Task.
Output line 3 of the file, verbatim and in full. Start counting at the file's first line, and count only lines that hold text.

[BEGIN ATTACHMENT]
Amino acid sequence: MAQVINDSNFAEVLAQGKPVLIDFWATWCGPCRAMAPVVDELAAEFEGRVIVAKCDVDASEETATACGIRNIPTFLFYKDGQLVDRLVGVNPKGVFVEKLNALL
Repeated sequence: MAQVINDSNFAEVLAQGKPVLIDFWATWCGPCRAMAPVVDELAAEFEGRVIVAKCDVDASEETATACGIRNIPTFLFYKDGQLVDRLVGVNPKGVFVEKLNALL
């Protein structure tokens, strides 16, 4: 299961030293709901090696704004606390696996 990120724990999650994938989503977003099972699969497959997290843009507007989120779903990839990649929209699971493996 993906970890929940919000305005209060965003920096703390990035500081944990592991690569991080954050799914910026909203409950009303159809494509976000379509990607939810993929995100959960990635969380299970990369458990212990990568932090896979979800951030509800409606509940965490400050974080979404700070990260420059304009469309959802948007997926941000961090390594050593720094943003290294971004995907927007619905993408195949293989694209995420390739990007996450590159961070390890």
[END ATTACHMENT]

């Protein structure tokens, strides 16, 4: 299961030293709901090696704004606390696996 990120724990999650994938989503977003099972699969497959997290843009507007989120779903990839990649929209699971493996 993906970890929940919000305005209060965003920096703390990035500081944990592991690569991080954050799914910026909203409950009303159809494509976000379509990607939810993929995100959960990635969380299970990369458990212990990568932090896979979800951030509800409606509940965490400050974080979404700070990260420059304009469309959802948007997926941000961090390594050593720094943003290294971004995907927007619905993408195949293989694209995420390739990007996450590159961070390890």